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INTERNET SERVICE TOPS COOS-CURRY'S LIST OF PENDING PROJECTS

By BRIAN BULLOCK

At Coos-Curry Electric Cooperative's 64th annual meeting Saturday, most of the information delivered was about the Internet.

Ben Doty, a consultant working with the cooperative, said he is in the process of bringing Noah Net to the South Coast.

Coos-Curry is utilizing a previously dark fiber optic line strung by Bonneville Power Administration to enlighten computer users in Coos and Curry counties.

"It's all about vision. This manager and board have the vision to see where this co-op is going," Doty said.

He added that this network would provide information and improve "the quality of life where you live."

Much like electricity did nearly a century ago, Doty said high-speed Internet service would create a "Columbia River" flow of information to the South Coast. When questioned by some seniors about how this service would help them, he said it would improve medical services, educational opportunities and many other social service programs.

"If you want to take fourth year Russian and live in this community, you can do this. These are things that make life here equivalent to, and in my mind better than, life (in a metropolitan area)," Doty said.

He said Noah Net would be running by September and would probably be offered by Coos-Curry Electric sometime during the first quarter of 2003.

The electrical system used to power Noah Net is in good shape according to Coos-Curry Electric Co-op President Grant Combs and General Manager Jim Arntz.

Combs said the co-op is in better shape than most energy companies.

"This will be the fifth year that I have talked about deregulation," he said. "To make it short, deregulation became effective March 11 of this year. We had the option of not participating in the program and that is what we did."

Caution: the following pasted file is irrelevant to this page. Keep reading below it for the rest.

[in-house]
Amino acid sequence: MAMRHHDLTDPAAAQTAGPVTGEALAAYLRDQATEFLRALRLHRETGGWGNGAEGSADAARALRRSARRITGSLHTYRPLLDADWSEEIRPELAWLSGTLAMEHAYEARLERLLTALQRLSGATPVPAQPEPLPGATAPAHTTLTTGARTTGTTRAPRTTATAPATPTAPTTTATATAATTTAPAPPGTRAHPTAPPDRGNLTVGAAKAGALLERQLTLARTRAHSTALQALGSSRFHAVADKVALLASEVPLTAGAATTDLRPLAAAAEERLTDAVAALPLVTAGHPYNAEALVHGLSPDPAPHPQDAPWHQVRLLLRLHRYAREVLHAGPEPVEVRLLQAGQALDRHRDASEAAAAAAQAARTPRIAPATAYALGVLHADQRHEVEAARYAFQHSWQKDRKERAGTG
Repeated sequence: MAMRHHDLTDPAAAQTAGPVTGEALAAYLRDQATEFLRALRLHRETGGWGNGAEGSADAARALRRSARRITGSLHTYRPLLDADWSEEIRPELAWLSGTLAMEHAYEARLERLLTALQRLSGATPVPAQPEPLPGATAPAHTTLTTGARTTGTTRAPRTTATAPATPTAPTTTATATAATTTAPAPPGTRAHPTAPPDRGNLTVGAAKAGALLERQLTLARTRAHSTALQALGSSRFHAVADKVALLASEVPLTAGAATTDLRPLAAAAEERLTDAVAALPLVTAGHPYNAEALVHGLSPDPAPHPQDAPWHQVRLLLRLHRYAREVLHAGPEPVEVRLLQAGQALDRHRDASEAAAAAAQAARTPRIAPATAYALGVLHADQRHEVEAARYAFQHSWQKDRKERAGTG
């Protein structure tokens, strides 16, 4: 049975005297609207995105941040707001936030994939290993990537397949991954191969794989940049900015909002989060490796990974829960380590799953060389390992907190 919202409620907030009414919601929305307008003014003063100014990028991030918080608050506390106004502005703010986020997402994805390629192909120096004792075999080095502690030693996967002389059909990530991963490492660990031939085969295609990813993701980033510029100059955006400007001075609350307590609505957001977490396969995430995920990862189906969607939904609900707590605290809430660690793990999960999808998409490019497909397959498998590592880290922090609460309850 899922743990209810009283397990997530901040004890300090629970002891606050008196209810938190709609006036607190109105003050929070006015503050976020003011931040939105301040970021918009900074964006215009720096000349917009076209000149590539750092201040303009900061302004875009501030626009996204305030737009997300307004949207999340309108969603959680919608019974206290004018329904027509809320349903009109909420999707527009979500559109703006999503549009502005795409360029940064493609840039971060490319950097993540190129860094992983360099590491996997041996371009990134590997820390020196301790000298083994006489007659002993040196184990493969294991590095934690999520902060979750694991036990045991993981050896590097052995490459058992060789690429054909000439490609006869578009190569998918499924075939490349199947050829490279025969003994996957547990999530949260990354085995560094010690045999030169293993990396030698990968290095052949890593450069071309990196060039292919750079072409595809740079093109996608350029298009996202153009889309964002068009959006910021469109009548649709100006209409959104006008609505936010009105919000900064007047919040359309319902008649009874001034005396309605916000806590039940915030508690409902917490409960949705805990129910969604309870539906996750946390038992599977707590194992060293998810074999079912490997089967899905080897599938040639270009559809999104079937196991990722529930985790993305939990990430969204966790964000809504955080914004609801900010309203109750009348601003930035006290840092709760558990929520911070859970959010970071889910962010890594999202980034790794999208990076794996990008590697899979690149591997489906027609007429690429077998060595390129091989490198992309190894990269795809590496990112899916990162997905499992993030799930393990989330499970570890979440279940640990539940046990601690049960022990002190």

"If, in the future, deregulation would be in the best interest of you the consumer, the board will reconsider entering the program. I don't see this happening, but we will keep that option open," Combs explained.

Combs said the co-op's health allowed it to hold rates throughout last year's energy crisis. He also said the two 10 percent increases scheduled for this year should carry it for several years.

"We believe that these rates will be sufficient for the foreseeable future. As I indicated last year, we will hold the line where we can and not pass the entire increase on to you," Combs said.

Arntz agreed the co-op is very healthy, but said the energy problems are not a thing of the past.

"While some new generation has come on line in the past year and other projects are still in the construction phase, it is not enough to carry us through another drought or prolonged severe weather event such as a summer heat wave or winter deep freeze," Arntz said in his message.

"Generation projects that were being planned have been delayed or dropped due to the current low wholesale prices. Additionally, as the economy starts to recover and loads increase, it is anticipated that demand will exceed supply, which will drive prices up again," he added.

Energy generation was on the minds of the audience members. One member asked about wind power, which was discussed this week in Portland.

Arntz said each year Coos-Curry gets approximately eight to 10 contacts from people interested in developing wind generation projects. He said that type of energy generation hasn't yet panned out in Oregon.

"I think the main difficulty is we have pretty extreme levels of winds here," Arntz said. "I think they have trouble finding a turbine that fits this area."

He also said wind energy is still too expensive. A good wind generation system would produce approximately 100 megawatt hours. Arntz said demand in the Coos-Curry system is only about 40 MWH.

Fuel cell energy was another question offered by the audience. Coos-Curry Electric had a fuel cell in its Port Orford office in April.

"It worked. It worked well. But it was very expensive," Arntz said. "Eight to 10 years down the line it might be cost effective enough to put a small fuel cell in instead of running lines to remote areas."

In other business, four board members were re-elected to additional terms. David Itzen, Zone 2, Vern Kolen, Zone 3, Richard Hildebrand, Zone 6, and Combs, Zone 9, were all chosen to continue on the board of directors. All were unopposed on the ballot.

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